Analysis of competitive and noncompetitive markets in terms of efficiency of resource utilization.
Intermediate Microeconomics is a core economic theory course that will further a student’s ability to apply models to explain economic decision-making by individuals and firms, how markets allocate resources, how the structure of markets affects choices and social welfare, and the ways that government intervention can improve or impair the functioning of markets. The student will be given the opportunity to apply these models to describe real world current events.
Upon completion of the course, the student should:
- apply microeconomic models to explain economic decision making by firms and consumers;
- explain how resources are allocated efficiently and how the structure of markets may have an effect on this allocation;
- show how government intervention can improve or impair the functioning of markets;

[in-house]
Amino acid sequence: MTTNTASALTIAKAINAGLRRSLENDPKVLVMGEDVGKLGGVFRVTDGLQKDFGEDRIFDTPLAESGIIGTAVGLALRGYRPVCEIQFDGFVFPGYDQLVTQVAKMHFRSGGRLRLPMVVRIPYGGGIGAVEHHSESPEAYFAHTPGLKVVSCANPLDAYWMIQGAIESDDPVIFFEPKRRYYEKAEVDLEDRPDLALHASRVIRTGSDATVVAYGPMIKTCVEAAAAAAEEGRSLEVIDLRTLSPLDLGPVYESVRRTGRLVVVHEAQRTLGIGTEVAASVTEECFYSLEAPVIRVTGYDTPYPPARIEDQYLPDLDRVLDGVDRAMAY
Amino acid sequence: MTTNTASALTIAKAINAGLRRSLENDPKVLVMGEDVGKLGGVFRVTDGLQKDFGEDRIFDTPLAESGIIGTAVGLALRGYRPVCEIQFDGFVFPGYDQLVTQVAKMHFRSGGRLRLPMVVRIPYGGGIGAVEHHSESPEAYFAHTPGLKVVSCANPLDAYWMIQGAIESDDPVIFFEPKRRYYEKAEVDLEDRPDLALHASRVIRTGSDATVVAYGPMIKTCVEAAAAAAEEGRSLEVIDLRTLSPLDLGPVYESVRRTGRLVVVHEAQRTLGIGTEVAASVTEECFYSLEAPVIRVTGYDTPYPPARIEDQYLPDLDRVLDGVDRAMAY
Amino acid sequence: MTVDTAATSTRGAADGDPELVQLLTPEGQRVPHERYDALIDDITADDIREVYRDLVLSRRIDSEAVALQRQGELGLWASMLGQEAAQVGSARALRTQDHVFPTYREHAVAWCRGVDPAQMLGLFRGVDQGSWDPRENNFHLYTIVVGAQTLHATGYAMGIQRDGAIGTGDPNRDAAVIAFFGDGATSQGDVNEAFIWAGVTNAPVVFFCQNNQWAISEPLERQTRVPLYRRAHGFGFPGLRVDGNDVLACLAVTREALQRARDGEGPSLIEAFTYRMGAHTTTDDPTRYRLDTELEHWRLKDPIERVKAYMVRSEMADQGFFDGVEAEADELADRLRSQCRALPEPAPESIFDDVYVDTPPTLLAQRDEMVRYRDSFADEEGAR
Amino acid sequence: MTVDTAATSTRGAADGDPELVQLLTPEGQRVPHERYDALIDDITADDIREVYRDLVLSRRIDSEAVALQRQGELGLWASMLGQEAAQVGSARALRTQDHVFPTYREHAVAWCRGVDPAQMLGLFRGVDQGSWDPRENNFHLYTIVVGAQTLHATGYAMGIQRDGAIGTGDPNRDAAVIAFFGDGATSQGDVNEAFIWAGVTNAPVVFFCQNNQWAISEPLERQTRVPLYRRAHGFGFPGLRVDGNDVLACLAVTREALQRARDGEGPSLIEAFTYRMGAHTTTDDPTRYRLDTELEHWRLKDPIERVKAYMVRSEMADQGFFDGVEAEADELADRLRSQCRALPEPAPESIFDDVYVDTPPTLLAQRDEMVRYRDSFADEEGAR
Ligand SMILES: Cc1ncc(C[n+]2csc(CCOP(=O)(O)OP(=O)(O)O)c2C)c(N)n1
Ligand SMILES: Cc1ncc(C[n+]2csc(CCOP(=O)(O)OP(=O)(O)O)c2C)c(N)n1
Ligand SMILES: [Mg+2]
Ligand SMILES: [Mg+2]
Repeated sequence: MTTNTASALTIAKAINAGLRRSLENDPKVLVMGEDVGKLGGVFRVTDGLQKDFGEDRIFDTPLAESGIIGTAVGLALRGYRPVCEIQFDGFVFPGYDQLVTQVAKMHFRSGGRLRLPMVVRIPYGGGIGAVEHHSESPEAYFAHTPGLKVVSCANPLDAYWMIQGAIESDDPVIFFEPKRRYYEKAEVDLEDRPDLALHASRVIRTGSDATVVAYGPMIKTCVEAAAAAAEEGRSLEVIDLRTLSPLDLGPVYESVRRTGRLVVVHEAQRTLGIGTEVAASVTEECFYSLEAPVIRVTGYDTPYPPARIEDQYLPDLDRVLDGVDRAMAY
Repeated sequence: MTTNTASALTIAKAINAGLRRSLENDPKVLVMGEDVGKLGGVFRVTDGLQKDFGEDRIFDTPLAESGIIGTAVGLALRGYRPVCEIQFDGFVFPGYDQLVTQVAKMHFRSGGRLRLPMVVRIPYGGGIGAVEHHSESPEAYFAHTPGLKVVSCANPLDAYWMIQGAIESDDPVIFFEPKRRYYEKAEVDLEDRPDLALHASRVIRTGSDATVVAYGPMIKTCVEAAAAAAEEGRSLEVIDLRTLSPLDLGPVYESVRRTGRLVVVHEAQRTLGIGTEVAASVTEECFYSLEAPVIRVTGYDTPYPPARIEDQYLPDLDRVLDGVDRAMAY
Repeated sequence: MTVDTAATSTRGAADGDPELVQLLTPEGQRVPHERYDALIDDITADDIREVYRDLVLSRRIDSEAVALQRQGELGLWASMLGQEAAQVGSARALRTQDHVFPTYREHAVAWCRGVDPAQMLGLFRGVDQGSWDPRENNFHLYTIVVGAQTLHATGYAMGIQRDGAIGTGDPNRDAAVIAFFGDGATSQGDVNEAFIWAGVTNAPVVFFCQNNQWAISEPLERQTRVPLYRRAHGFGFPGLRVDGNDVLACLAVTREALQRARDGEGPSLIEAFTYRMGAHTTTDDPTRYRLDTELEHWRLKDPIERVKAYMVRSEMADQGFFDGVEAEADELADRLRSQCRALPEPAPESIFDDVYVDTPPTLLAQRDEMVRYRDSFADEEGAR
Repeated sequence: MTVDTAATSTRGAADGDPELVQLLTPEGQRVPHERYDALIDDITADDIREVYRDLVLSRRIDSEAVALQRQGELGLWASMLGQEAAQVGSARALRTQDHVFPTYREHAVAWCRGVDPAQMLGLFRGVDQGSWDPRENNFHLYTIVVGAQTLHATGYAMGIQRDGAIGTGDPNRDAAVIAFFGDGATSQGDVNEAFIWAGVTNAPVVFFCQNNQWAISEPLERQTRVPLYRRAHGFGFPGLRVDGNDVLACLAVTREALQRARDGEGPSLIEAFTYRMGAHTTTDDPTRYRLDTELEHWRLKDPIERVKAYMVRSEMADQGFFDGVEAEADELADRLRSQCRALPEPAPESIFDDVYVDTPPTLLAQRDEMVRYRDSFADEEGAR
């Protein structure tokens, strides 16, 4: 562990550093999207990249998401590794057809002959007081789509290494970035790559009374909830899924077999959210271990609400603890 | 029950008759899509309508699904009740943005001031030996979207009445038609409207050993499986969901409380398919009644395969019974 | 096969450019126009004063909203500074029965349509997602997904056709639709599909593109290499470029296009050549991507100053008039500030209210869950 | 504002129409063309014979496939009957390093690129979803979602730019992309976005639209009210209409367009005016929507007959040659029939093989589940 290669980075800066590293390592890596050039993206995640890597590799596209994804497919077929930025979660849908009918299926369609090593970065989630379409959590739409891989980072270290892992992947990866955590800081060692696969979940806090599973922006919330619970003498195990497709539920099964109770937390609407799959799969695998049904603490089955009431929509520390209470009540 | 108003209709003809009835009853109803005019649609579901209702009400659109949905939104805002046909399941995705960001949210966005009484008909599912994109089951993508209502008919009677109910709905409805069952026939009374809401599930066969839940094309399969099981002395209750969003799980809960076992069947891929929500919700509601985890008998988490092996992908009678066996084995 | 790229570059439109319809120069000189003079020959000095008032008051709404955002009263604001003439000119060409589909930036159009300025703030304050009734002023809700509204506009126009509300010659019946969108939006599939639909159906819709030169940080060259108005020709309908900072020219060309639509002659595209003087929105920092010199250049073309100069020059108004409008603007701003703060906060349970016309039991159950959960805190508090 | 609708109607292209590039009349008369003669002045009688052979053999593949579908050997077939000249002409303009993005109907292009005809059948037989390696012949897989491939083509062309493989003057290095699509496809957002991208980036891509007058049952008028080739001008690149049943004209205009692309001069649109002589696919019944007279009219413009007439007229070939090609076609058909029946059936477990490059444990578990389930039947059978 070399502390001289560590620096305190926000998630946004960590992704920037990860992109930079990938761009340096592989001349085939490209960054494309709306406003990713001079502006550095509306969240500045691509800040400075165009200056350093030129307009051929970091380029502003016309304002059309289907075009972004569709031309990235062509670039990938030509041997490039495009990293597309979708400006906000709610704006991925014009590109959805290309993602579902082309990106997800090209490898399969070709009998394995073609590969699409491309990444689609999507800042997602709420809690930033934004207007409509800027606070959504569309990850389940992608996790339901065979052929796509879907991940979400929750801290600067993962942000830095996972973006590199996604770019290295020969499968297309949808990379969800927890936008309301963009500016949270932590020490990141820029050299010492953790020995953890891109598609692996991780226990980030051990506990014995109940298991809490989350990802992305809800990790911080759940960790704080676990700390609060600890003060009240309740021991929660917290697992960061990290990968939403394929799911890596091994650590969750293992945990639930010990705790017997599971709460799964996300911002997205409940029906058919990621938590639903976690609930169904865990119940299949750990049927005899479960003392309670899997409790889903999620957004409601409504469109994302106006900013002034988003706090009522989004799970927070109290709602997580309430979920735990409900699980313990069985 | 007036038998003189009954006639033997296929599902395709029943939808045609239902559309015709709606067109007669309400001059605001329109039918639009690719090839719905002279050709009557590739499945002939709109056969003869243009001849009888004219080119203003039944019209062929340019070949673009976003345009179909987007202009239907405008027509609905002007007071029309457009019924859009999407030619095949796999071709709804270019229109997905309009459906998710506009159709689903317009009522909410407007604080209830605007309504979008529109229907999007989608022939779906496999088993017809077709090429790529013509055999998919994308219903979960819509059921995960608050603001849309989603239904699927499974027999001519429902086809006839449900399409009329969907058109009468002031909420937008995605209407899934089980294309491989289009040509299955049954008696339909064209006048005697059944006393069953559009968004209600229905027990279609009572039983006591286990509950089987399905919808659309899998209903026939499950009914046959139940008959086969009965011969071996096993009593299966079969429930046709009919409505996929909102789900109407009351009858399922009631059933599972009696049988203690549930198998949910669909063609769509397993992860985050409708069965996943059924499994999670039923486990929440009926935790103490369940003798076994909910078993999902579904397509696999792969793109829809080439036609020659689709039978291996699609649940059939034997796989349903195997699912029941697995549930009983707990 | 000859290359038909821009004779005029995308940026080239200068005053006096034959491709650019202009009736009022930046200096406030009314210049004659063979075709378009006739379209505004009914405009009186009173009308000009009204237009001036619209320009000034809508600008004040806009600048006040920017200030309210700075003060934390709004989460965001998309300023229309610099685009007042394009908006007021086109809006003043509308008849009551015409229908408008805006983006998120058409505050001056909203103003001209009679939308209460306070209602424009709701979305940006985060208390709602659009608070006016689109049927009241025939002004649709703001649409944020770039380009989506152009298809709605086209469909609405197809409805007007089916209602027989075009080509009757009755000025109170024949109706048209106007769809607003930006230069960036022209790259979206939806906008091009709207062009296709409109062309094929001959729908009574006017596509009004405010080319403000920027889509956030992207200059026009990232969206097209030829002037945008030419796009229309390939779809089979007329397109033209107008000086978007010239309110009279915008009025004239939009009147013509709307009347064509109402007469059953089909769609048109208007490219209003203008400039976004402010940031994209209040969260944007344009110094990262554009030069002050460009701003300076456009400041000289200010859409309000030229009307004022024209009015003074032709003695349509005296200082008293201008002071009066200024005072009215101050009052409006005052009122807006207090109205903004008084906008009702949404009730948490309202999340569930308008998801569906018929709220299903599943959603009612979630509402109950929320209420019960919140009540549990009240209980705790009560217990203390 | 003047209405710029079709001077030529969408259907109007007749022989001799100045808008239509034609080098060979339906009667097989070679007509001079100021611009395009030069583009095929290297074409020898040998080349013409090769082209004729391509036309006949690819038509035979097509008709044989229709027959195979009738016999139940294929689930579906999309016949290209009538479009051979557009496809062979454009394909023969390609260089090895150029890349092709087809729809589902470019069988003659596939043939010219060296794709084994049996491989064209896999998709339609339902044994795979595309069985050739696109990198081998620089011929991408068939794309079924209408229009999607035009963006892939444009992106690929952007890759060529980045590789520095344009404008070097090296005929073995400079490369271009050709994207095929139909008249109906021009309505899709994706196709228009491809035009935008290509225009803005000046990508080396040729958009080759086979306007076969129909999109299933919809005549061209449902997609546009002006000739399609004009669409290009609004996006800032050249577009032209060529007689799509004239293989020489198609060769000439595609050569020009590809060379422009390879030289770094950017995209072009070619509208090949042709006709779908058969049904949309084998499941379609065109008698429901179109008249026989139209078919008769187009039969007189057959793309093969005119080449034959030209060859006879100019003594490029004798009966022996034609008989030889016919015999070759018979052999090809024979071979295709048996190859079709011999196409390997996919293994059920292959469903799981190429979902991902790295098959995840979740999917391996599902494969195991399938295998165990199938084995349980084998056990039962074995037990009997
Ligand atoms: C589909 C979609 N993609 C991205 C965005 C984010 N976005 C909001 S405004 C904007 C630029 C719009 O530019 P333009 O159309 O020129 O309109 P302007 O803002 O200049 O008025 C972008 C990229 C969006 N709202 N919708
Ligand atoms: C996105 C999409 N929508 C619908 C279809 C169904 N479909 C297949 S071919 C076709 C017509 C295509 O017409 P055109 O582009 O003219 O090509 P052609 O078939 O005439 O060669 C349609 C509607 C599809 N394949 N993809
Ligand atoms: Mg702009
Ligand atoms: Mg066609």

- solve economic problems where agents are strategically interdependent on one another;
- apply these tools to real-world examples in a correct and proficient manner.
This course can be applied toward:
AREC 202 (Agricultural and Resource Economics) or ECON 202 (Principles of Microeconomics); MATH 141 (Calculus in Management Sciences) or MATH 155 (Calculus for Biological Scientists I) or MATH 160 (Calculus for Physical Scientists I).
Prerequisites: Introductory microeconomics, introductory calculus.
Textbooks and Materials
Textbooks and materials can be purchased at the CSU Bookstore unless otherwise indicated.
- Microeconomics - MyEconLab, 9th Ed.
Pindyck & Rubinfeld
- Microeconomics w/MyEconLab, 9th Ed.
Pindyck & Rubinfeld
Students need purchase only one of the above listed books.
Kevin is a Ph.D. student in the Department of Economics at Colorado State University. His fields of study and research are in environmental and regional economics. Prior to attending CSU, Kevin received a B.A. from Albion College in economics and management in 2004. In the past he has taught classes on introductory microeconomics and macroeconomics. He is passionate about sharing his enthusiasm about economics with his students. When not involved in academia, Kevin spends time in the mountains either backpacking or skiing, but even then he is likely still talking to anyone who will listen about rational choices under scarcity.